|Japanese hospitals are focused on using AI for medical use / Credits: KPG_Payless via Shutterstock|
Japan is among several countries that are leveraging artificial intelligence to improve its healthcare system. AI and other technological advances have been used by Japanese hospitals for better use of accumulated medical data. These institutions are popular for having quality data due to the widespread use of X-rays and magnetic resonance imaging (MRI) and computed tomography (CT) scans. Thus, it is expected that it will be easier for them to develop AI-based devices.
However, Japanese hospitals are actually finding it hard to develop AI-based devices using the data gathered because they are private and tightly controlled. This explains why the US and China are way ahead of Japan in this area. As of now, there are not that many AI-based medical devices that have been approved for sale in Japan. For instance, “EndoBrain” aims to screen large intestine images taken by Olympus Corp.’s endoscope and tells real-time whether a polyp is neoplastic or non-neoplastic and less likely to become cancerous.
Even medical professionals in the country are focused on using AI for medical use. One of them is Sho Okiyama, the chief executive officer of startup Aillis Inc. According to the South China Morning Post, a Hong Kong English-language newspaper, the doctor is focused on creating AI-based medical devices to help medical professionals make diagnoses. For instance, its startup is developing a device that can tell whether a patient has contracted an influenza virus by analyzing images of the throat or follicles that are unique to influenza.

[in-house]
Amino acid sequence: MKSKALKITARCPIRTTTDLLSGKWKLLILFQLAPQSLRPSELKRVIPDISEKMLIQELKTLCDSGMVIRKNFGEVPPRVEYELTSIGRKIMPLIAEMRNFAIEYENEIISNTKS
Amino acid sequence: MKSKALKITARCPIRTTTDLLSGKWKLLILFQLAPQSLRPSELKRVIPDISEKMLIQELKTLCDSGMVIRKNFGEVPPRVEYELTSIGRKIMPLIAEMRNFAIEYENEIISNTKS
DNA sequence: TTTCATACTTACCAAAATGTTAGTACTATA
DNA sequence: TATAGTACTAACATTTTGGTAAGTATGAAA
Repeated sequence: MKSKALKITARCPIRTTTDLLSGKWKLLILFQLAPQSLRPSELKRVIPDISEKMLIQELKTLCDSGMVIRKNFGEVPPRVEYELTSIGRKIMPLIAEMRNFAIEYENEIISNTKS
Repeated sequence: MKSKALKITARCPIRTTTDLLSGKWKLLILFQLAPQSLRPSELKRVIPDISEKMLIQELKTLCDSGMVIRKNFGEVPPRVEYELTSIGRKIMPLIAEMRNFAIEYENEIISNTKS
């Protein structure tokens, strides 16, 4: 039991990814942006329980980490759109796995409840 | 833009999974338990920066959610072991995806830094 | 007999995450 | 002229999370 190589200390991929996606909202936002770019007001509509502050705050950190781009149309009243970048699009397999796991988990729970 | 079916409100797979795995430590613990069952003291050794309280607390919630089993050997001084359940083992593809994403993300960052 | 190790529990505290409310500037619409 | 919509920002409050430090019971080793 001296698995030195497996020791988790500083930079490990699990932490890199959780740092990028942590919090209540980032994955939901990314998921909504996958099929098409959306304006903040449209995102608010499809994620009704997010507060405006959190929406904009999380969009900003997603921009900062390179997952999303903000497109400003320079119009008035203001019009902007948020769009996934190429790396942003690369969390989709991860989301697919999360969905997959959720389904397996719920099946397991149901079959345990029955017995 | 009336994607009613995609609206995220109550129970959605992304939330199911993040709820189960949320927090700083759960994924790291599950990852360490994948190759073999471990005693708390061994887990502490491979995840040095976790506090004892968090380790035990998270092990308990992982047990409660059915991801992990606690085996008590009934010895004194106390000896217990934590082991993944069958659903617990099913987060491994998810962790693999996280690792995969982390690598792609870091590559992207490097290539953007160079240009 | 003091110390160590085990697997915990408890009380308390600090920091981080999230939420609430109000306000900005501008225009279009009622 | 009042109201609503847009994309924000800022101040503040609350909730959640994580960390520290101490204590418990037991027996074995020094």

“The obvious follicles are easy even for trainee doctors to tell. But there is a huge gap [in the ability to make diagnoses] between a doctor who has 10 years of experience and a veteran doctor when it comes to ones that are too close to call,” Okiyama said.
The Japanese government has also recognized the importance of digital health and medical care since it is projected that there will be an increase in diverse medical needs due to the rapid aging of the country.